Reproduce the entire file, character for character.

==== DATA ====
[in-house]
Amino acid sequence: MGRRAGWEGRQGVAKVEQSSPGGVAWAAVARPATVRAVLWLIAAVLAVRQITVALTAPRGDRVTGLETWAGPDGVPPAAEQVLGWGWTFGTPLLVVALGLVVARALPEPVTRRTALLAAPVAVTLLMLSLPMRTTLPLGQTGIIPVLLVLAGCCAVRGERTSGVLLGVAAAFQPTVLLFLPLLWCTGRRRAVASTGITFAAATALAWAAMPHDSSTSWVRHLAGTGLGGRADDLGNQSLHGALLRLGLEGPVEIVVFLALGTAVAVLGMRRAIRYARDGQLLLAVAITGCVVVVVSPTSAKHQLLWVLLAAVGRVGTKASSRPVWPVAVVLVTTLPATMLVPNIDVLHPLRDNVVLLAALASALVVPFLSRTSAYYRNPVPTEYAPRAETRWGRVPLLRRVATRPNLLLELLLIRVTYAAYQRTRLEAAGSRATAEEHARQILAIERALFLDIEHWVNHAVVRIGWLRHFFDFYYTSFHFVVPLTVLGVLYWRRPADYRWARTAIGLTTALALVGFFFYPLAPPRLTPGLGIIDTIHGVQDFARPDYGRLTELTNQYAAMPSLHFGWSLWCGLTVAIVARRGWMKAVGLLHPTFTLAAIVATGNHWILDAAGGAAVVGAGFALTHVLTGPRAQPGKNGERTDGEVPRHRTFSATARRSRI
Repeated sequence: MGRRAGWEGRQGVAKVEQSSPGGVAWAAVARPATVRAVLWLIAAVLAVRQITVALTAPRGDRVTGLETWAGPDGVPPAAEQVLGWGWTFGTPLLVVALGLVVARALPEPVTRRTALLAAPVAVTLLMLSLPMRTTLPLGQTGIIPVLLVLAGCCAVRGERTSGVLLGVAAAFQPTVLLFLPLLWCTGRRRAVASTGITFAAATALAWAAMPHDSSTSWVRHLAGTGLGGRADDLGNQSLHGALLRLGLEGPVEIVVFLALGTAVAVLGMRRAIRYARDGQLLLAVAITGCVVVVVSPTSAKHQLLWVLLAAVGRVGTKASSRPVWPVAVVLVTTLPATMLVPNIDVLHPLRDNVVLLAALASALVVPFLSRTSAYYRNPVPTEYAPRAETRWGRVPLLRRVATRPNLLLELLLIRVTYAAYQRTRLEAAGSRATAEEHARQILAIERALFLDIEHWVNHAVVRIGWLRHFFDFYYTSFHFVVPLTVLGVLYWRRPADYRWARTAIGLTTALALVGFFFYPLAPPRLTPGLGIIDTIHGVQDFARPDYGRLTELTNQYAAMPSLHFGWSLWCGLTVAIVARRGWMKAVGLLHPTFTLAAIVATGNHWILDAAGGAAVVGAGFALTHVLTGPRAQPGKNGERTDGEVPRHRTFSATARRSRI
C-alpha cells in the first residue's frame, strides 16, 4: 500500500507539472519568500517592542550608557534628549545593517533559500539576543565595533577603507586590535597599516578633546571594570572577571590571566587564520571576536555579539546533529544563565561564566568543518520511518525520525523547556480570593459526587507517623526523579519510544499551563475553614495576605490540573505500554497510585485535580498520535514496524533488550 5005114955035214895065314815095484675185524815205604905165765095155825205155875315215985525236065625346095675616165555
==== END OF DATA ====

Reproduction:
[in-house]
Amino acid sequence: MGRRAGWEGRQGVAKVEQSSPGGVAWAAVARPATVRAVLWLIAAVLAVRQITVALTAPRGDRVTGLETWAGPDGVPPAAEQVLGWGWTFGTPLLVVALGLVVARALPEPVTRRTALLAAPVAVTLLMLSLPMRTTLPLGQTGIIPVLLVLAGCCAVRGERTSGVLLGVAAAFQPTVLLFLPLLWCTGRRRAVASTGITFAAATALAWAAMPHDSSTSWVRHLAGTGLGGRADDLGNQSLHGALLRLGLEGPVEIVVFLALGTAVAVLGMRRAIRYARDGQLLLAVAITGCVVVVVSPTSAKHQLLWVLLAAVGRVGTKASSRPVWPVAVVLVTTLPATMLVPNIDVLHPLRDNVVLLAALASALVVPFLSRTSAYYRNPVPTEYAPRAETRWGRVPLLRRVATRPNLLLELLLIRVTYAAYQRTRLEAAGSRATAEEHARQILAIERALFLDIEHWVNHAVVRIGWLRHFFDFYYTSFHFVVPLTVLGVLYWRRPADYRWARTAIGLTTALALVGFFFYPLAPPRLTPGLGIIDTIHGVQDFARPDYGRLTELTNQYAAMPSLHFGWSLWCGLTVAIVARRGWMKAVGLLHPTFTLAAIVATGNHWILDAAGGAAVVGAGFALTHVLTGPRAQPGKNGERTDGEVPRHRTFSATARRSRI
Repeated sequence: MGRRAGWEGRQGVAKVEQSSPGGVAWAAVARPATVRAVLWLIAAVLAVRQITVALTAPRGDRVTGLETWAGPDGVPPAAEQVLGWGWTFGTPLLVVALGLVVARALPEPVTRRTALLAAPVAVTLLMLSLPMRTTLPLGQTGIIPVLLVLAGCCAVRGERTSGVLLGVAAAFQPTVLLFLPLLWCTGRRRAVASTGITFAAATALAWAAMPHDSSTSWVRHLAGTGLGGRADDLGNQSLHGALLRLGLEGPVEIVVFLALGTAVAVLGMRRAIRYARDGQLLLAVAITGCVVVVVSPTSAKHQLLWVLLAAVGRVGTKASSRPVWPVAVVLVTTLPATMLVPNIDVLHPLRDNVVLLAALASALVVPFLSRTSAYYRNPVPTEYAPRAETRWGRVPLLRRVATRPNLLLELLLIRVTYAAYQRTRLEAAGSRATAEEHARQILAIERALFLDIEHWVNHAVVRIGWLRHFFDFYYTSFHFVVPLTVLGVLYWRRPADYRWARTAIGLTTALALVGFFFYPLAPPRLTPGLGIIDTIHGVQDFARPDYGRLTELTNQYAAMPSLHFGWSLWCGLTVAIVARRGWMKAVGLLHPTFTLAAIVATGNHWILDAAGGAAVVGAGFALTHVLTGPRAQPGKNGERTDGEVPRHRTFSATARRSRI
C-alpha cells in the first residue's frame, strides 16, 4: 500500500507539472519568500517592542550608557534628549545593517533559500539576543565595533577603507586590535597599516578633546571594570572577571590571566587564520571576536555579539546533529544563565561564566568543518520511518525520525523547556480570593459526587507517623526523579519510544499551563475553614495576605490540573505500554497510585485535580498520535514496524533488550 5005114955035214895065314815095484675185524815205604905165765095155825205155875315215985525236065625346095675616165555